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The Flaws of Electronic Records

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Reporting on an Op-Ed by Drexel University’s Scot Silverstein

By Darrell K. Pruitt DDS

pruittRecently, on Philly.com, I read the following interesting essay and counter-opinion.

“The flaws of electronic records – Drexel University’s Scot Silverstein is a leading critic of the rapid switch to computerized medical charts, saying the notion that they prevent more mistakes than they cause is not proven.”

by Jay Hancock, writing in:



Do you recall that I advised dentists to wait a year or so before purchasing electronic dental records?

Dr. Silverstein warns Hancock that we’re in the midst of “a mania” as traditional patient charts are switched to computers. “We know it causes harm, and we don’t even know the level of magnitude. That statement alone should be the basis for the greatest of caution and slowing down.”

Silverstein Speaks

Silverstein tells Hancock that he doesn’t discount the potential of digital records to eliminate duplicate scans and alert doctors to drug interactions and unsuspected dangers.

“But, the rush to implementation has produced badly designed products that may be more likely to confound doctors than enlighten them, he says. Electronic health records, Silverstein believes, should be rigorously tested under government supervision before being used in life-and-death situations, much like medical hardware or airplanes.”

Physician George Lundberg, editor at large for MedPage Today, says Silverstein “is an essential critic of the field,” and that “It’s too easy for those of us in medicine to get excessively enthusiastic about things that look like they’re going to work out really well. Sometimes we go too far and don’t see the downside of things.”

Hancock Writes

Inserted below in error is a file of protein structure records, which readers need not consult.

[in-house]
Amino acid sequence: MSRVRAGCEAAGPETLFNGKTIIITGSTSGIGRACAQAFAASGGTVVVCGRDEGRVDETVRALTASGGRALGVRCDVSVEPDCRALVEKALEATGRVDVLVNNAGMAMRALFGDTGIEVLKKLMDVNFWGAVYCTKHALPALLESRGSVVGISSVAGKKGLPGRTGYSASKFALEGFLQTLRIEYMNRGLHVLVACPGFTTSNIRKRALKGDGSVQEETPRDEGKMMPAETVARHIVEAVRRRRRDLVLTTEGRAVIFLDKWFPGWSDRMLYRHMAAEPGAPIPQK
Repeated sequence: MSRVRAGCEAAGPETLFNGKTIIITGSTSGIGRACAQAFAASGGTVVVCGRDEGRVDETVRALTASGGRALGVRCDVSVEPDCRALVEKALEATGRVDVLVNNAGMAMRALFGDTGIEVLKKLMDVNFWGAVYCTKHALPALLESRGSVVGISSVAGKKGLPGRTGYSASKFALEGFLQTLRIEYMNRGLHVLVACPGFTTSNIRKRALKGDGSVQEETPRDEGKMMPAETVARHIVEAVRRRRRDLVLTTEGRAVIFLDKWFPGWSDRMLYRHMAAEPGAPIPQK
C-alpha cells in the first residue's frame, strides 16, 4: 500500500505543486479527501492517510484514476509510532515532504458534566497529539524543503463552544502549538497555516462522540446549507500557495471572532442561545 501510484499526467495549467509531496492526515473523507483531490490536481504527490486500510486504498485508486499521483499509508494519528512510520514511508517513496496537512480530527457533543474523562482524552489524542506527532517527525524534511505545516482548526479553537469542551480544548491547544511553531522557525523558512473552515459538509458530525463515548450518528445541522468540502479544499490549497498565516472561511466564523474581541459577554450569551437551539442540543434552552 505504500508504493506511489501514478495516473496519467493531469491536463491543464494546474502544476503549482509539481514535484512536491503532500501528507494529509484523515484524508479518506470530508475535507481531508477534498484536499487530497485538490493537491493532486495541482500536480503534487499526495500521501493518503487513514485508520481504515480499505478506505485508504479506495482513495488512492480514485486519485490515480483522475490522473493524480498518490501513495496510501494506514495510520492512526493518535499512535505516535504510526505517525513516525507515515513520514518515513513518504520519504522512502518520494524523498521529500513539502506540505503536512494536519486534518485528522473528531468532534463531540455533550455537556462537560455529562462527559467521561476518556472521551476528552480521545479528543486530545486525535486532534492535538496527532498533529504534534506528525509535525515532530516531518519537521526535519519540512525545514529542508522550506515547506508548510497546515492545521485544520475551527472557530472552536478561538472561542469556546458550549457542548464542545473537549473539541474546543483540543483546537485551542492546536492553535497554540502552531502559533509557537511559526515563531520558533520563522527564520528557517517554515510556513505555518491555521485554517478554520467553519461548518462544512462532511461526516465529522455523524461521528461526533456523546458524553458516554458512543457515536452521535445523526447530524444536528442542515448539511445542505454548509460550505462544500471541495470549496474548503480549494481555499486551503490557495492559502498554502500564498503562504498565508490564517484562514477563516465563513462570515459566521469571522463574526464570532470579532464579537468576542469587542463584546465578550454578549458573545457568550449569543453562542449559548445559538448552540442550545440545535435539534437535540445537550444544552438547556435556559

Hancock writes. “Many say he comes on too strong.” Remind you of anyone? It’s easy to fall into a habit of “coming on too strong” once politeness proves ineffective and not nearly as much fun.

Silverstein points out that since the government doesn’t require caregivers to report problems, “many computer-induced mistakes may never surface.”

In dentistry, EHR stakeholders bury computer-induced mistakes even deeper by ignoring and even censoring dentists’ concerns about cost and safety.

Shah Opines

Furthermore, ME-P thought-leader Shahid N. Shah MS opines in Chapter 4 of the book: www.BusinessofMedicalPractice.com

Chapter 13: IT, eMRs & GroupWare

And … Pruitt Wonders?

I sincerely wonder how many dentists have been kicked off of DrBicuspid, DentalTown, Dental Economics and LinkedIn for pointing out dangerous flaws in advertisers’ dental products. I offered to start a listing of the censored, but got no response. Nevertheless, I bet I’m not the only one.


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8 Responses

  1. Good Advice here

    My physician clients continually tell me that EHRs have only increased their work load over the “old fashioned” paper, and increased their practice expenses.

    Many docs are now being forced to update EHR notes in the evening as what took 1 minute now takes 5. Emergency Room Docs now have “scribes” (unlicensed note takers) that follow them around the ER clicking the buttons on their ipad so the physician can actually attend to the patient.

    Is Medicine is being taken over by bureaucrats?
    What happen to the patient?

    David K. Luke MIM
    Certified Medical Planner™


  2. How to protect your medical data

    While most small medical practices lack a full-time IT professional who can run daily security checks or manage sophisticated security programs, here are five simple steps you can take to reduce your vulnerability.


    Ann Miller RN MHA


  3. My Thoughts on the New York Times Article

    I woke up [last] Tuesday morning excited to see a lead story about EHRs in the New York Times. I had expected it to focus on the impact of meaningful use, but instead it was titled “A Digital Shift on Health Data Swells Profits in an Industry.”


    Although an interesting historical perspective on the EHR Incentive Program’s origin, the article missed an opportunity to talk about the progress toward interoperability.

    Evan Steele—CEO
    [EMR Straight Talk]


  4. My follow-up

    Dr. Silverstein and I talked on the phone for an hour yesterday. I consider him my counterpart in the physicians’ community. By visiting his website, one can see that he regularly documents blatant deceit in HIT industry as well.


    We quote many of the same studies.



  5. Conflicts of Interest